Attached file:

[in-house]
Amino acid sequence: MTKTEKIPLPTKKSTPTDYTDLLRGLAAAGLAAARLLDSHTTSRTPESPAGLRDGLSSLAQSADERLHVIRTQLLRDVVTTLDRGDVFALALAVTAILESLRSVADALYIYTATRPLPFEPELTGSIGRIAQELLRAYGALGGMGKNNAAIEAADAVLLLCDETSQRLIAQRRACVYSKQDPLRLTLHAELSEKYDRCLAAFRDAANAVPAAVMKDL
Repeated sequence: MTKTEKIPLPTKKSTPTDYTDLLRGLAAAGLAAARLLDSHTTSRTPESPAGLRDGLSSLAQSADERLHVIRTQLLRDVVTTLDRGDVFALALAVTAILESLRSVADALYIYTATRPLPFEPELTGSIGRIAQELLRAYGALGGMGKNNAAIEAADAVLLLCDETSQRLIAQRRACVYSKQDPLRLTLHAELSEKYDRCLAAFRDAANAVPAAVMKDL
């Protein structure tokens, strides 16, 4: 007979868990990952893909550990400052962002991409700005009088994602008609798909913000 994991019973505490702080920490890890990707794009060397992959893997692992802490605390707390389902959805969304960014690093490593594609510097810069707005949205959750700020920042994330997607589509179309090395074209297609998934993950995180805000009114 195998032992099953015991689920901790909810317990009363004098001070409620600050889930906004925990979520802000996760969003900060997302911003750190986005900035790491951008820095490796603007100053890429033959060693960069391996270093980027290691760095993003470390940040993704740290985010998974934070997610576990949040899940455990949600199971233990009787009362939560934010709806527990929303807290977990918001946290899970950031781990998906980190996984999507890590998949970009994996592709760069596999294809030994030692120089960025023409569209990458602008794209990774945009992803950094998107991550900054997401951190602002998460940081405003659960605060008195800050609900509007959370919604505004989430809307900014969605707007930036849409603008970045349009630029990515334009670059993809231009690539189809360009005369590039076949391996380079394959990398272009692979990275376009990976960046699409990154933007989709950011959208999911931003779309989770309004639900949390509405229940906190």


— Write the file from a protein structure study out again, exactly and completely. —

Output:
[in-house]
Amino acid sequence: MTKTEKIPLPTKKSTPTDYTDLLRGLAAAGLAAARLLDSHTTSRTPESPAGLRDGLSSLAQSADERLHVIRTQLLRDVVTTLDRGDVFALALAVTAILESLRSVADALYIYTATRPLPFEPELTGSIGRIAQELLRAYGALGGMGKNNAAIEAADAVLLLCDETSQRLIAQRRACVYSKQDPLRLTLHAELSEKYDRCLAAFRDAANAVPAAVMKDL
Repeated sequence: MTKTEKIPLPTKKSTPTDYTDLLRGLAAAGLAAARLLDSHTTSRTPESPAGLRDGLSSLAQSADERLHVIRTQLLRDVVTTLDRGDVFALALAVTAILESLRSVADALYIYTATRPLPFEPELTGSIGRIAQELLRAYGALGGMGKNNAAIEAADAVLLLCDETSQRLIAQRRACVYSKQDPLRLTLHAELSEKYDRCLAAFRDAANAVPAAVMKDL
């Protein structure tokens, strides 16, 4: 007979868990990952893909550990400052962002991409700005009088994602008609798909913000 994991019973505490702080920490890890990707794009060397992959893997692992802490605390707390389902959805969304960014690093490593594609510097810069707005949205959750700020920042994330997607589509179309090395074209297609998934993950995180805000009114 195998032992099953015991689920901790909810317990009363004098001070409620600050889930906004925990979520802000996760969003900060997302911003750190986005900035790491951008820095490796603007100053890429033959060693960069391996270093980027290691760095993003470390940040993704740290985010998974934070997610576990949040899940455990949600199971233990009787009362939560934010709806527990929303807290977990918001946290899970950031781990998906980190996984999507890590998949970009994996592709760069596999294809030994030692120089960025023409569209990458602008794209990774945009992803950094998107991550900054997401951190602002998460940081405003659960605060008195800050609900509007959370919604505004989430809307900014969605707007930036849409603008970045349009630029990515334009670059993809231009690539189809360009005369590039076949391996380079394959990398272009692979990275376009990976960046699409990154933007989709950011959208999911931003779309989770309004639900949390509405229940906190």